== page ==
Think like a futurist to survive

Speaking at Thinking Digital 2022

How do we and our businesses survive and thrive in this rapidly changing world? For generations, humans have had time to stop, think and adapt to change. It took a more than hundred years to move from the first steam engines, Stephenson’s Rocket pulling a passenger train, and the rise of industrial scale manufacturing to the first glimmers of electricity in workplaces and homes. By 1960 the global north, at least, was connected to the grid. The next fifty years took us through the digital age, Moore’s Law governing the march of processing power, and the nascent internet spawning the World Wide Web.

Now we don’t have the luxury of time. The last 15 years have seen a Cambrian explosion of technology. In 2010 we couldn’t have ordered an Uber, because our phones couldn’t tell the driver where to find us. 10,000 Bitcoin could have bought you a couple of pizzas. The rise of the machines in public consciousness was still a long way away although all the applications we bundle under ‘AI’ were building under the hood. That all seems a long time ago. Founders of 2010 expected the digital status quo to hold through scaleup, but saw success or failure based largely on their luck of catching the right digital wave and their ability to pivot quickly. It’s not getting any easier, and to survive we have to adopt a new mindset as we head inexorably towards the next paradigm shift in our world. We have to think like futurists.

1.  There are no stupid questions

We can’t know everything, and even the best of us will make mistakes we were not expecting. Taking just one sector as an example, in blockchain and crypto there are too many projects that have been impacted by basic errors in smart contracts, custody of treasuries, consensus mechanisms, and business planning. Things slip through the net because we are human, not omnipotent. Compound this across all the innovations that are slewing through the world and we see the scale of the challenge.

Collective knowledge is the only way to survive, and this cuts both ways. Don’t be offended if someone questions your knowledge. Don’t assume that someone else knows what they are doing, regardless of how well respected they are. Never stop learning.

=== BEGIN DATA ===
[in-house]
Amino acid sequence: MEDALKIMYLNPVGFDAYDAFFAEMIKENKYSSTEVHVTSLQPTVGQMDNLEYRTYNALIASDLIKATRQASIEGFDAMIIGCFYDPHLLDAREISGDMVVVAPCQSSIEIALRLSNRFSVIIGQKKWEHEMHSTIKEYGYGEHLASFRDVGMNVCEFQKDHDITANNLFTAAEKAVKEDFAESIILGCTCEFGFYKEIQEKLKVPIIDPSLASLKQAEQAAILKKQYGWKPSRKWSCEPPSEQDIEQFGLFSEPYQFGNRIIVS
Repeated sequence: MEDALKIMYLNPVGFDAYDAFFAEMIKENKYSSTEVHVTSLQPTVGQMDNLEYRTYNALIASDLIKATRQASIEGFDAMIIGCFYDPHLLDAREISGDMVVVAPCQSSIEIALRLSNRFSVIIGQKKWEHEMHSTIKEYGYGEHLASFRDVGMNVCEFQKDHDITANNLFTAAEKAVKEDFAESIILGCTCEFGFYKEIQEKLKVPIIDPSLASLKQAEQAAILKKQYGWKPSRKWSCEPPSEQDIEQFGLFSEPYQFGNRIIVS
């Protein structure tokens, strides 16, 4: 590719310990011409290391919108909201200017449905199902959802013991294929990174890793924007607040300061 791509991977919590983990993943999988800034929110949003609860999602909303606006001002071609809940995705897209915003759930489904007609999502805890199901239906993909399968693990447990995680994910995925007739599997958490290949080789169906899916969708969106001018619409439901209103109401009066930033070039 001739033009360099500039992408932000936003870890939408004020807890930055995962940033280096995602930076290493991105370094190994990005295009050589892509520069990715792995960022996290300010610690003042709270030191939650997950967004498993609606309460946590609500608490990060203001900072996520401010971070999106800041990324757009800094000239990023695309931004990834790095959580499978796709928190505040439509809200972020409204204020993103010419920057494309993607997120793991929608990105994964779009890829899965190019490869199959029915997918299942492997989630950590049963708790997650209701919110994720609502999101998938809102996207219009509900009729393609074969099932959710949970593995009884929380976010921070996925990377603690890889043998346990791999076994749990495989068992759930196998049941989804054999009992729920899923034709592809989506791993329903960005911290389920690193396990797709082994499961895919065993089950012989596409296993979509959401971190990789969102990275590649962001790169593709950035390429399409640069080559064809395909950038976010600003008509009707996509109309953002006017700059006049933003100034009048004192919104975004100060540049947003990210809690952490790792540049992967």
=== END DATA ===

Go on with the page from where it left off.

2.  Understand the basics

When the world is spinning like a carousel, being grounded at the centre brings clarity. Education for everyone from practitioners to business decision makers and investors should start here. For blockchain and crypto, the basic properties of transparency, immutability, consensus on system state, speed of value transfers, ownership of digital things and trust in the honest ledger do not change. The technology evolves, of course. But to take a prosaic comparison, we might have all the clever accounting systems in the world but everything comes back to double entry. Forgetting the basics (ahem, Horizon) is infinitely damaging.

3.  Start with the problems

Technologies are developing so fast that leading with the latest fad is going to backfire if you don’t catch the right lucky wave. Defining a problem means that when everything changes – and it will – then new opportunities and tools can be grasped to refine and improve problem solving. Change is not restricted to new technology features, of course. The environment we work in is changing too, whether that’s responding to regulatory requirements or addressing sustainability and climate impact.

4.  Invest intelligently

Real problems whose solutions deliver an economic benefit should be the focus of investors. The bright lights of pumping tokens and fast payoffs are still a distraction, and there’s a pressing need for change. Giving, say, Silicon Valley kids a new way to invest in early stage start-ups in the hope of finding unicorns is not a societal problem that much of the rest of the world would recognise. Industry leaders are in the right position to step up and educate investors, fulfilling their returns targets with long term, sustainable growth.

5.  Follow the threads of innovation

Faced with the daily information overload, it’s easy to panic and think that you’ve missed something in the noise. But the noise fades and the message you need to hear will emerge. It’s okay to take a break. After all, we don’t just want to survive. We need to thrive and build. Education is not about absorbing everything you hear. Learn to identify the structure and consistent threads of innovation that weave through this era of disruptive, transformational change. They will show you the path to our possible futures and the opportunities they offer.

Think like a futurist: read expert visions in the short story anthology “All Tomorrow’s Futures” out now from Cybersalon.

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